The making of an application by an insured during his lifetime, or by some one on his behalf, is a necessary condition precedent to the creation of an obligation on the part of the United States under the statute. The intent of Congress as to this is made abundantly clear by the House Committee Report on the 1939 amendments to the Act. See H.R.Rep.No.728, 76th Cong., 1st Sess., p. 35.3 Here there can be no vested interest in the decedent's estate to old-age benefits. We may not read an exception in the executrix's favor into the statute. It is clear that the Social Security Act has many facets completely unrelated to private insurance contracts or transactions. An examination of the whole statute demonstrates that Congress worked out a complete, yet carefully guarded, system intended to confer specific coverage for the aged under the conditions provided by the statute.4 See Helvering v. Davis, 1937, 301 U.S. 619, 641-643, 672, 57 S.Ct. 904, 81 L.Ed. 1307; United States v. Silk, 1947, 331 U.S. 704, 710, 67 S.Ct. 1463, 91 L.Ed. 1757. Old-age benefits, as was pointed out in Social Security Board v. Nierotko, 1946, 327 U.S. 358, 364, 66 S.Ct. 637, 640, 90 L.Ed. 718, were designed to provide "for the decent support of elderly workmen who have ceased to labor" and were periodic payments in the nature of annuities.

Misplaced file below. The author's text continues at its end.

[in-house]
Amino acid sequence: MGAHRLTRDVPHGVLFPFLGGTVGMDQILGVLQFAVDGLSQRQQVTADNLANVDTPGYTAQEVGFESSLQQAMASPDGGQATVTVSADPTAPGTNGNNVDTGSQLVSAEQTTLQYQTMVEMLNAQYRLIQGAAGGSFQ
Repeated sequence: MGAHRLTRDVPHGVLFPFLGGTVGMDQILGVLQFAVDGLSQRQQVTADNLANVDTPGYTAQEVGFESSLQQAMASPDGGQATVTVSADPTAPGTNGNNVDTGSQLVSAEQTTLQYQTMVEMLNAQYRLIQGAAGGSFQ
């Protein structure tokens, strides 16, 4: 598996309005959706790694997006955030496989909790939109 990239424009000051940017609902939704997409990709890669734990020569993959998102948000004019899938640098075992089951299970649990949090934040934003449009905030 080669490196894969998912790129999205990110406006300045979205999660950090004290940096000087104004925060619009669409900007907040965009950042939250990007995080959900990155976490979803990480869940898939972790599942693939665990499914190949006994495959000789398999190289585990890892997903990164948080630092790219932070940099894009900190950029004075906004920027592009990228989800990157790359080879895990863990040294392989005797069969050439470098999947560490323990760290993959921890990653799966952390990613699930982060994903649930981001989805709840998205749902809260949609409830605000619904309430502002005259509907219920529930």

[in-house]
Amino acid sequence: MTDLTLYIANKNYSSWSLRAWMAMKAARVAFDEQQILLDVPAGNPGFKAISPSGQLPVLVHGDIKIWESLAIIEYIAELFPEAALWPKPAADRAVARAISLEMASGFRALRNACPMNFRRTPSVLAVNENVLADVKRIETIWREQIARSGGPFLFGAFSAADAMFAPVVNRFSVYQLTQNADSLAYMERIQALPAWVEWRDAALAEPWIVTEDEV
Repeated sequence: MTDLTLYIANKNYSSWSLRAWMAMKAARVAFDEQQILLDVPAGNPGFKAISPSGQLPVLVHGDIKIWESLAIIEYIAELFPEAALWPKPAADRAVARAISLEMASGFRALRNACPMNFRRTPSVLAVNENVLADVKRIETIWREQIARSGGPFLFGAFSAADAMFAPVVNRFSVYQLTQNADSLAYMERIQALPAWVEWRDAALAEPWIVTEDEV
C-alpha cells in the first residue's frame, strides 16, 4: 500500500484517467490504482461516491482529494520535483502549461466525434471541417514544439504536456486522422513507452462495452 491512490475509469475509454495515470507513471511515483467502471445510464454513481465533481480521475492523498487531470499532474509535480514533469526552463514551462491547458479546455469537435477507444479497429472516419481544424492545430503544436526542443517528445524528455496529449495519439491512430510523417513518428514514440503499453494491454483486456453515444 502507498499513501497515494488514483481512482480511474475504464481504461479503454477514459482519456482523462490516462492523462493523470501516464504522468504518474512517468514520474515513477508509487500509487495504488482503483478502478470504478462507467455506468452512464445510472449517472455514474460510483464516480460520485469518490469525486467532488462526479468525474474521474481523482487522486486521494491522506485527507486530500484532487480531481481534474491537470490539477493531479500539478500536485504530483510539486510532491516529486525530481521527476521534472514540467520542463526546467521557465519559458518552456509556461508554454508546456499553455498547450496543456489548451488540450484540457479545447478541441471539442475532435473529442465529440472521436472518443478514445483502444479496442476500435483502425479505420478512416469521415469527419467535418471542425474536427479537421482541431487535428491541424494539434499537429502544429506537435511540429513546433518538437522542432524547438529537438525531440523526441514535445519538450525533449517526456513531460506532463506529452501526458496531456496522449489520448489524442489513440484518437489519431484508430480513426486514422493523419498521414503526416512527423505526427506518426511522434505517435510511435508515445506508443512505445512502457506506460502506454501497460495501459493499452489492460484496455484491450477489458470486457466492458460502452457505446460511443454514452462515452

The benefits provided for the individual by the Act were personal in nature. Such benefits cease in the month preceding the month in which he dies. Section 202(a), 42 U.S.C.A. § 402 (a). If the insured dies before reaching the age of 65, his estate has no right to any benefits even though he may be fully insured. Moreover, survivor's benefits and a lump-sum death benefit are provided by the Act. Section 202(d-i), 42 U.S.C.A. § 402(d-i). Old-age benefits are clearly intended to provide funds currently necessary to enable the insured to live.